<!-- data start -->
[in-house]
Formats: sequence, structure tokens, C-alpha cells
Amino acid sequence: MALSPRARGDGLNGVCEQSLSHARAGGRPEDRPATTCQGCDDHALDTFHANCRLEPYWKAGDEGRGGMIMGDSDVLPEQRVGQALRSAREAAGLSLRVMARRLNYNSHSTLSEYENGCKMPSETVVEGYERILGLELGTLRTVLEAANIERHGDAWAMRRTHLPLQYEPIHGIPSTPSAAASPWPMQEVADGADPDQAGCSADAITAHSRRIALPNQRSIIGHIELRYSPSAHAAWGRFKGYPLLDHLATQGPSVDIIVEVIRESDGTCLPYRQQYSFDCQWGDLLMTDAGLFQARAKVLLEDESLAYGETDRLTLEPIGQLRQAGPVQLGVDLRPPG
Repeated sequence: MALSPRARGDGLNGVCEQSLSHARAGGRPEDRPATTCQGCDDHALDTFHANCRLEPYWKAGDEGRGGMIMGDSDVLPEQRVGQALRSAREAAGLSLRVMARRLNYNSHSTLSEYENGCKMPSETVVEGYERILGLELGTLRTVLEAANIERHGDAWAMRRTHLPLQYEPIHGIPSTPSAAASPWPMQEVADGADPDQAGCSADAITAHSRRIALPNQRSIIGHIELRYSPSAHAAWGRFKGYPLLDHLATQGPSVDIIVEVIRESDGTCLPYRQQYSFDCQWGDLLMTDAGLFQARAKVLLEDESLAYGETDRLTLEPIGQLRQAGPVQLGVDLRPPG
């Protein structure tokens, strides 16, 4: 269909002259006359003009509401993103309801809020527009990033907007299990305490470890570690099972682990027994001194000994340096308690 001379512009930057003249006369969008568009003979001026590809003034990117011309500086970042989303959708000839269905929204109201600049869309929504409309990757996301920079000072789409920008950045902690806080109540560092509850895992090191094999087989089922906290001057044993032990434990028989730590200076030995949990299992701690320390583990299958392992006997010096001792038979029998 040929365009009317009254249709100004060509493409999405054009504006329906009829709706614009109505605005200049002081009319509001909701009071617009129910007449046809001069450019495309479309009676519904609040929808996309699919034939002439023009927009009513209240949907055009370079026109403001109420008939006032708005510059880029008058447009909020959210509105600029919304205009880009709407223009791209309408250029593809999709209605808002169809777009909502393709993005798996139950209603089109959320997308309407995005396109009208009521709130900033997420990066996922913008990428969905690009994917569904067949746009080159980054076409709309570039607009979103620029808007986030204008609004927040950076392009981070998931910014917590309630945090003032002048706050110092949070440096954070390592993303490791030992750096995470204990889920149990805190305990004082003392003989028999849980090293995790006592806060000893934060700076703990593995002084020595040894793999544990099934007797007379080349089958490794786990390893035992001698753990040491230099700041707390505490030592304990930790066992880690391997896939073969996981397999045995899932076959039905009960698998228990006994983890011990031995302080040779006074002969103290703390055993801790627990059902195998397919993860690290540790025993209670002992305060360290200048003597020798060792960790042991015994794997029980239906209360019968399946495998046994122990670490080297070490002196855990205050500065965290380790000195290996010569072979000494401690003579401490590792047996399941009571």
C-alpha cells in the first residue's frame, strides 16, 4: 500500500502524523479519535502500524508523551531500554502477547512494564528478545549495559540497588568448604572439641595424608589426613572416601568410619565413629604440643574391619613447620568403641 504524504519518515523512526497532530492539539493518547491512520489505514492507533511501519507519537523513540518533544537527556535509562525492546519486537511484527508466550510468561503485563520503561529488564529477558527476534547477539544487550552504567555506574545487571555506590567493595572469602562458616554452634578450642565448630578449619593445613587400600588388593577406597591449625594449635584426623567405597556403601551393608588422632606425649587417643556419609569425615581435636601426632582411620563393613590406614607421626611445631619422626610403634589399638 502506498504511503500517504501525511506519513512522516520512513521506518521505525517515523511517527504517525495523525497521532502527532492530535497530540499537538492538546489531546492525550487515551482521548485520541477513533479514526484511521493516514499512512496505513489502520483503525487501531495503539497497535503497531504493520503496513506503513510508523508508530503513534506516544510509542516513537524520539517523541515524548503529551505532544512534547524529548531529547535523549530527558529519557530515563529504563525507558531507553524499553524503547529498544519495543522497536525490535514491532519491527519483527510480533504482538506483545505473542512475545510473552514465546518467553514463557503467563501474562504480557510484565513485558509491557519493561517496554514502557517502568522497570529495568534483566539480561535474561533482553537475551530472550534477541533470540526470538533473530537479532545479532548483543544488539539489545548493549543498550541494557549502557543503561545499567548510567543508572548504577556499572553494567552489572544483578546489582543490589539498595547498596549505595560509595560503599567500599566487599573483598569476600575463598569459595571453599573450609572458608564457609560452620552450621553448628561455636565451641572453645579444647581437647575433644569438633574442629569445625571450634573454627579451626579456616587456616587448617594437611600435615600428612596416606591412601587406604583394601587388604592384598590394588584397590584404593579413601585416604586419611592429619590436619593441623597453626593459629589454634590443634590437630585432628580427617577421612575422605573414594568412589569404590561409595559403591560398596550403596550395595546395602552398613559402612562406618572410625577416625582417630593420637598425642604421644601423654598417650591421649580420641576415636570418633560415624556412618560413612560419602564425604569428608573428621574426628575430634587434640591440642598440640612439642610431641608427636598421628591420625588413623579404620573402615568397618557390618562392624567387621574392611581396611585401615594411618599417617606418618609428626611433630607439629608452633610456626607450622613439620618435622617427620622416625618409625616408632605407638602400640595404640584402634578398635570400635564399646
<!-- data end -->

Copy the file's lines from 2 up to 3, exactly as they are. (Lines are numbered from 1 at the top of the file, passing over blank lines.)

Formats: sequence, structure tokens, C-alpha cells
Amino acid sequence: MALSPRARGDGLNGVCEQSLSHARAGGRPEDRPATTCQGCDDHALDTFHANCRLEPYWKAGDEGRGGMIMGDSDVLPEQRVGQALRSAREAAGLSLRVMARRLNYNSHSTLSEYENGCKMPSETVVEGYERILGLELGTLRTVLEAANIERHGDAWAMRRTHLPLQYEPIHGIPSTPSAAASPWPMQEVADGADPDQAGCSADAITAHSRRIALPNQRSIIGHIELRYSPSAHAAWGRFKGYPLLDHLATQGPSVDIIVEVIRESDGTCLPYRQQYSFDCQWGDLLMTDAGLFQARAKVLLEDESLAYGETDRLTLEPIGQLRQAGPVQLGVDLRPPG